Every Thursday to Sunday evening, the wait staff at the Ugly Duckling Dining & Provisions restaurant carefully set knives and forks on chopstick rests at each table.
The Ugly Duckling, which opened less than two months ago in Victoria’s historic Chinatown, is not a Chinese restaurant.
But the fine dining eatery goes out of its way to add touches of Chinese culture to its dining experience.
Proprietor and chef Corbin Mathany incorporates Chinese ingredients and techniques in almost every dish.
The tasting menu includes dumplings, Chinese buns and steamed custards. The bill arrives pinned to a postcard of Victoria’s Chinatown in 1898, depicting children celebrating Lunar New Year.
Developer Robert Fung, whose company, The Salient Group, is renovating two city blocks in Chinatown, insisted on the inclusion of the homages for businesses looking to locate there.
“Honestly, at first it felt like a little bit of a restriction,” Mathany said. “It felt a tiny bit onerous. But it has helped refine our message and guide us in a direction that, I think, makes us a lot more interesting than what we would have been.”
The Ugly Duckling is now an important resident of Canada’s oldest Chinatown, and part of a phenomenon as Chinatowns in Western Canada evolve and the owners of traditional eateries age out of business or move away.
Jordan Eng, president of the Vancouver Chinatown Business Improvement Association, said that in the past five years, the neighbourhood has lost at least 20 per cent of its 100 heritage businesses, loosely defined as stores or eateries that have operated for more than 25 years.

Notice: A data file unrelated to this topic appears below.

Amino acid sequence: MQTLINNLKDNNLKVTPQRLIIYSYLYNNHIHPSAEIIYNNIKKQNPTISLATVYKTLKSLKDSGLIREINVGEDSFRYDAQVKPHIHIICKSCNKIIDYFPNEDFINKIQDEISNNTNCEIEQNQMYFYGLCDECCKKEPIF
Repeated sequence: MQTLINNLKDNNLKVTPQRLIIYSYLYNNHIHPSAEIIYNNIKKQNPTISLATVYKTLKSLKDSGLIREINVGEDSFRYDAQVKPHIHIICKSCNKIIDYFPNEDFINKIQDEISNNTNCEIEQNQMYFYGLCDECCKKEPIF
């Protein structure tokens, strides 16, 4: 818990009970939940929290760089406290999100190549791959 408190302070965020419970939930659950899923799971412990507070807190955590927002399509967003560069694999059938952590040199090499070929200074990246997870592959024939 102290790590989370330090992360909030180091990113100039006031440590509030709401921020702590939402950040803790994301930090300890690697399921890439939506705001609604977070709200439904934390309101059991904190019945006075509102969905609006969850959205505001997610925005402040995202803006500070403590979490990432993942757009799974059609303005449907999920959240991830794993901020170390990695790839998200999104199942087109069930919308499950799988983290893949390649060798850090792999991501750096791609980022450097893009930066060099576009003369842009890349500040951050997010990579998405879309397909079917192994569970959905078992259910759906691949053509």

Earlier this month, Kent’s Kitchen _ a neighbourhood stalwart for more than 40 years _ announced it will shutter its Vancouver Chinatown location in April.
In February, the Daisy Garden Kitchen, another four-decade mainstay, announced it was tapping out.
But new restaurants haven’t stopped opening, Eng said.
One example, fusion gastropub The Darkside, officially opened in January and features a mix of West Coast and Asian cuisine in a casual bar atmosphere.
Others, like tapas wine bar La Boqueria and boutique doughnut shop Mello, opened in Chinatown a few years earlier, each adding to the neighbourhood’s new identity, Eng said.
“Chinatown’s food culture has flourished over the last 10 years. Not as many might have envisioned, which is primarily Chinese based, but more international,” he said. “And so at nighttime at Chinatown, one of the good things between now and 10 years ago is that the nightlife has really picked up again.”
Eng does not discount Chinatown’s battle retaining small heritage food establishments, and he wonders if things may have turned out differently had plans to build a nine-storey mixed-use building on a site known as 105 Keefer not been rejected.